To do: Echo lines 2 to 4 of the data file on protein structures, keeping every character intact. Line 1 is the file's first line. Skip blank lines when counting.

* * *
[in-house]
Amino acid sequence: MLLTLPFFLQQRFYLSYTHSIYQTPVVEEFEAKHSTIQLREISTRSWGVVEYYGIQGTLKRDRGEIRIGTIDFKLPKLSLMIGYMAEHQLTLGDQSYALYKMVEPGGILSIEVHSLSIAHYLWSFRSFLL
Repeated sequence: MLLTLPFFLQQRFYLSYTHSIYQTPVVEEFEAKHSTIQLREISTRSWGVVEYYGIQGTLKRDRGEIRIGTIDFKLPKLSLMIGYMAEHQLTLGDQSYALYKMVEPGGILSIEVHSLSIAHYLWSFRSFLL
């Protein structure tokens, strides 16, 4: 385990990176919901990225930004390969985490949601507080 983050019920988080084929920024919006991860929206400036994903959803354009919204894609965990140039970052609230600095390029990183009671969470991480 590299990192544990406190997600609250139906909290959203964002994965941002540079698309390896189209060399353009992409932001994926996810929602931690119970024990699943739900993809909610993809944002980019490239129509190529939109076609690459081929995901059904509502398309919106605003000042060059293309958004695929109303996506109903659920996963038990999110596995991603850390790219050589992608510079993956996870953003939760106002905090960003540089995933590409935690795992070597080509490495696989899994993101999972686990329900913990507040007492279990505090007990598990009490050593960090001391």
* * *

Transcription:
Amino acid sequence: MLLTLPFFLQQRFYLSYTHSIYQTPVVEEFEAKHSTIQLREISTRSWGVVEYYGIQGTLKRDRGEIRIGTIDFKLPKLSLMIGYMAEHQLTLGDQSYALYKMVEPGGILSIEVHSLSIAHYLWSFRSFLL
Repeated sequence: MLLTLPFFLQQRFYLSYTHSIYQTPVVEEFEAKHSTIQLREISTRSWGVVEYYGIQGTLKRDRGEIRIGTIDFKLPKLSLMIGYMAEHQLTLGDQSYALYKMVEPGGILSIEVHSLSIAHYLWSFRSFLL
């Protein structure tokens, strides 16, 4: 385990990176919901990225930004390969985490949601507080 983050019920988080084929920024919006991860929206400036994903959803354009919204894609965990140039970052609230600095390029990183009671969470991480 590299990192544990406190997600609250139906909290959203964002994965941002540079698309390896189209060399353009992409932001994926996810929602931690119970024990699943739900993809909610993809944002980019490239129509190529939109076609690459081929995901059904509502398309919106605003000042060059293309958004695929109303996506109903659920996963038990999110596995991603850390790219050589992608510079993956996870953003939760106002905090960003540089995933590409935690795992070597080509490495696989899994993101999972686990329900913990507040007492279990505090007990598990009490050593960090001391």